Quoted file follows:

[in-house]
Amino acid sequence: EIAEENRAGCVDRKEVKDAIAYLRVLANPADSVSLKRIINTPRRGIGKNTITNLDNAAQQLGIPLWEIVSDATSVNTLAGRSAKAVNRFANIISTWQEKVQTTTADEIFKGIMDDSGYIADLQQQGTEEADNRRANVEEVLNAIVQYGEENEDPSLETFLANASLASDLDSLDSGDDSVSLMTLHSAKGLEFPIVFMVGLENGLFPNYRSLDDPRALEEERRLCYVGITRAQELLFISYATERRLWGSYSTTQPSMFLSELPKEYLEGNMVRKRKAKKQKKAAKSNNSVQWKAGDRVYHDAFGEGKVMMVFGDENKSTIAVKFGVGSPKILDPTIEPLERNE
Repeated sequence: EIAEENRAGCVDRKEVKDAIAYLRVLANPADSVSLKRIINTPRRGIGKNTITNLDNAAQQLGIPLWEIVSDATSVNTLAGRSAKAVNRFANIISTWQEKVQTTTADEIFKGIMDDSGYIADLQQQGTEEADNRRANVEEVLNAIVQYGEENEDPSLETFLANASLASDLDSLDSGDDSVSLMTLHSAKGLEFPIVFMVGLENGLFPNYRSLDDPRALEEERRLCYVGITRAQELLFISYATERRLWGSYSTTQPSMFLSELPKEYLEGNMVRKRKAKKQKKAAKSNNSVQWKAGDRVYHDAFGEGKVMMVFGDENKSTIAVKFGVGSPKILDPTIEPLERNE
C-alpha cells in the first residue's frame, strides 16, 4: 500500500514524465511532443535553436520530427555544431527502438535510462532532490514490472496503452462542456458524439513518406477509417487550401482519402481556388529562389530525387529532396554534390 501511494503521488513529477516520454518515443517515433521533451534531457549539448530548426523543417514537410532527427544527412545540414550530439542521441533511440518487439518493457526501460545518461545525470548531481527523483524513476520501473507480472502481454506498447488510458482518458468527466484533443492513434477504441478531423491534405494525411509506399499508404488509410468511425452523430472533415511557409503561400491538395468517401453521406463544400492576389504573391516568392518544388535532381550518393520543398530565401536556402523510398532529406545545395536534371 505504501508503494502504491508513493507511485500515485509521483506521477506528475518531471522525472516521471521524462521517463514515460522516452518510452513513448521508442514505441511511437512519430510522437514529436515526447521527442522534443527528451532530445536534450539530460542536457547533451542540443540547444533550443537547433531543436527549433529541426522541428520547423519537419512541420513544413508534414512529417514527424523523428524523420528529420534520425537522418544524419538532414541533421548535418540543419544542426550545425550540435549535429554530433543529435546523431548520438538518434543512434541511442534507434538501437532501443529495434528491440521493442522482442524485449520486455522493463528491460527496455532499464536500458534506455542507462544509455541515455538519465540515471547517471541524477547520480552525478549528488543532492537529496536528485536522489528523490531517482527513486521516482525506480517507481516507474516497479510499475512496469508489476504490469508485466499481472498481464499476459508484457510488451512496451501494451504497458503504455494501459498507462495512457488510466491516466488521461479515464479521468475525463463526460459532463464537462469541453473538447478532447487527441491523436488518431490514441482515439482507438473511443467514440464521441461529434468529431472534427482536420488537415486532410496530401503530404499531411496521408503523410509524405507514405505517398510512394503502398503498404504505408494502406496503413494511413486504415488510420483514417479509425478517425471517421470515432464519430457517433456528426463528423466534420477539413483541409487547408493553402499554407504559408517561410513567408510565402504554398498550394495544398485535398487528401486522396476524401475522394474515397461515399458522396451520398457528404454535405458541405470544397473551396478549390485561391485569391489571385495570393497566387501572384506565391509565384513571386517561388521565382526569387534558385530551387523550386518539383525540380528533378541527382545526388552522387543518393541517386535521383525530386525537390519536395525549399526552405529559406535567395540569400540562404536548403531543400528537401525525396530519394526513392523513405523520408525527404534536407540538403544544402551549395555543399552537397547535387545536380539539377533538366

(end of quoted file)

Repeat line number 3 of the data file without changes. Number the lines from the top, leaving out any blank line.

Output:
Repeated sequence: EIAEENRAGCVDRKEVKDAIAYLRVLANPADSVSLKRIINTPRRGIGKNTITNLDNAAQQLGIPLWEIVSDATSVNTLAGRSAKAVNRFANIISTWQEKVQTTTADEIFKGIMDDSGYIADLQQQGTEEADNRRANVEEVLNAIVQYGEENEDPSLETFLANASLASDLDSLDSGDDSVSLMTLHSAKGLEFPIVFMVGLENGLFPNYRSLDDPRALEEERRLCYVGITRAQELLFISYATERRLWGSYSTTQPSMFLSELPKEYLEGNMVRKRKAKKQKKAAKSNNSVQWKAGDRVYHDAFGEGKVMMVFGDENKSTIAVKFGVGSPKILDPTIEPLERNE